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What I’ve Gotten Out of Living on Campus

November 28, 2016

by Giancarlo Montes

Typically when I give tours, I feel the energy drop as we walk into the sample  residence hall room we show to families. People sometimes seem dismayed that two to three people live in one space or that you can’t have your own microwave. I felt just as uncertain about the situation as most people do when I was in their shoes a few years ago. BUT, I did it. My tour guide said that living on campus would be a smart choice, something about community life, blah blah blah.

At home I had my own room and my parents would cook delicious foods. I was living comfortably. When freshman year started, that comfort kind of just left. I was sleeping in a room with a stranger (my first roommate), I had to feed myself, and keep track of my own time with a schedule.

I had a lot of independence growing up and we moved around a lot so I was used to change, but this felt different. Living on campus, I began to realize how pampered I really was! – how good home meals taste, how great it feels to turn on loud music right as you wake up and get ready that way (instead of tip-toeing in fear of waking up your roommate). But I also started to value all of the compromises. I learned to lead my own ship. I immediately had a support system at school, with my roommates and peers in class. I came to learn that throughout this education and in life generally, compromises and flexibility would get me through a lot.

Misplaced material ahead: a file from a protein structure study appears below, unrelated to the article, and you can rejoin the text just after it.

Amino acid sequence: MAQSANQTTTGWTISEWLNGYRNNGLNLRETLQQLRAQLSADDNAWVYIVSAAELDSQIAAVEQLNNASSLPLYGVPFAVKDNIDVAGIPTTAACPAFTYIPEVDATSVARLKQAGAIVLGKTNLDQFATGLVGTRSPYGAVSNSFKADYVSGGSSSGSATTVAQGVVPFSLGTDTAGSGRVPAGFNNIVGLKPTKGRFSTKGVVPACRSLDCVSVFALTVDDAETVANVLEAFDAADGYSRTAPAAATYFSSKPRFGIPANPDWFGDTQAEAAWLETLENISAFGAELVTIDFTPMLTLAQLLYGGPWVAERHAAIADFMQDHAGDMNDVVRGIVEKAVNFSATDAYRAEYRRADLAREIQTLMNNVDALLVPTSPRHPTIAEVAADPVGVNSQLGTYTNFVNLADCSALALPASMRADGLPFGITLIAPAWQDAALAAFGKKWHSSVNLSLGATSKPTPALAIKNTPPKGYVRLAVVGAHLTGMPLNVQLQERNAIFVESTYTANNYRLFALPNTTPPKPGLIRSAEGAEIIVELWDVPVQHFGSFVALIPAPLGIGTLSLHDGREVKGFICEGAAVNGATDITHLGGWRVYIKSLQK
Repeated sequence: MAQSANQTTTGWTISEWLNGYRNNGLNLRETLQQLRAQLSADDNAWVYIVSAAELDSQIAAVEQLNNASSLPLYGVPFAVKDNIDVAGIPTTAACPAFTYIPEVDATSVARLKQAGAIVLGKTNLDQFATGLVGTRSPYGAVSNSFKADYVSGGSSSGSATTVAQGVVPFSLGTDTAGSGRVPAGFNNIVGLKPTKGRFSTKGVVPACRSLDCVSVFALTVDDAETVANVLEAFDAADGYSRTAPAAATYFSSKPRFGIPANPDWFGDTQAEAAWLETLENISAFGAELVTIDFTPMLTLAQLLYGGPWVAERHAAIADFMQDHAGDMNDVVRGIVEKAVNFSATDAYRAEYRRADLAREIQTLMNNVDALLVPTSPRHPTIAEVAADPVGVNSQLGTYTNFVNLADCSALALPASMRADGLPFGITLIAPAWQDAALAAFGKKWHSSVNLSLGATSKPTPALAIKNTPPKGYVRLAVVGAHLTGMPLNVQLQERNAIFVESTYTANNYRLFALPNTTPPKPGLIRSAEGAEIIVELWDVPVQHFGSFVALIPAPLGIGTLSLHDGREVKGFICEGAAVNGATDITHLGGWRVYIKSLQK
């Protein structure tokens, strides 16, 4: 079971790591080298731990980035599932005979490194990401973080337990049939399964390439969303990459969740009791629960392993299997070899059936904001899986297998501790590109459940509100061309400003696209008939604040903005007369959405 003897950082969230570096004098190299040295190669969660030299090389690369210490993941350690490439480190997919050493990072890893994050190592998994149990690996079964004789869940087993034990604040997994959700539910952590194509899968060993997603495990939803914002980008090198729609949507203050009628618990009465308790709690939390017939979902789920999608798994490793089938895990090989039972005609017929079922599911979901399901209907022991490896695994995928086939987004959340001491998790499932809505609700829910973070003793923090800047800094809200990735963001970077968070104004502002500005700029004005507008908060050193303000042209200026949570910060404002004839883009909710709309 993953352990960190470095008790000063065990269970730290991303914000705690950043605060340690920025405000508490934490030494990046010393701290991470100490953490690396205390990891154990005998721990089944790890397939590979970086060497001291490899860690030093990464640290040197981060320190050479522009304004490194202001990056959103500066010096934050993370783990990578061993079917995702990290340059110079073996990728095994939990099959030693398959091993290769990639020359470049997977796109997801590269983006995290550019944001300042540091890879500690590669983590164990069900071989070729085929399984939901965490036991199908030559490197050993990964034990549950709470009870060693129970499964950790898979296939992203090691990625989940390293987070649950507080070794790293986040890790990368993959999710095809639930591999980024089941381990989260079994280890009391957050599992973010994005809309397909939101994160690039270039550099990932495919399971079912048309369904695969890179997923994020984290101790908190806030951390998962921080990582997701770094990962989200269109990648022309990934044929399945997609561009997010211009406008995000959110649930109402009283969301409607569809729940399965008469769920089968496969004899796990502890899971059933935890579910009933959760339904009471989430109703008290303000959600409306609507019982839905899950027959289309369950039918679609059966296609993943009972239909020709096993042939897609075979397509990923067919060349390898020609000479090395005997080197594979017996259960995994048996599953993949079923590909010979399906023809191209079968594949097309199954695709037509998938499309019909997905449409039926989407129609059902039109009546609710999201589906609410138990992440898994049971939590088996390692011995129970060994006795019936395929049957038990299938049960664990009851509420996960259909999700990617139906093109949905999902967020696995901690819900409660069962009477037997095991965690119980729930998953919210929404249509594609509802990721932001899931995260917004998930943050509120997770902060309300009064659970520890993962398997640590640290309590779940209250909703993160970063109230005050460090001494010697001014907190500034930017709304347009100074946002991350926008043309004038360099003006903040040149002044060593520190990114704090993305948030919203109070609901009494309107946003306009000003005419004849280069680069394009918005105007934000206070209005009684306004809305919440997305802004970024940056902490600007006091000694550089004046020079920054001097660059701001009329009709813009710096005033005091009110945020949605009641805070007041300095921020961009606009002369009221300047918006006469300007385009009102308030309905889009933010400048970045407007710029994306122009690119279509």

The most difficult part was finding a balance between compromising and not, for your own interest. There came a lot of discoveries about myself and about others, a lot of which had to do with living with peers, finding my own space among them while profiting from shared spaces.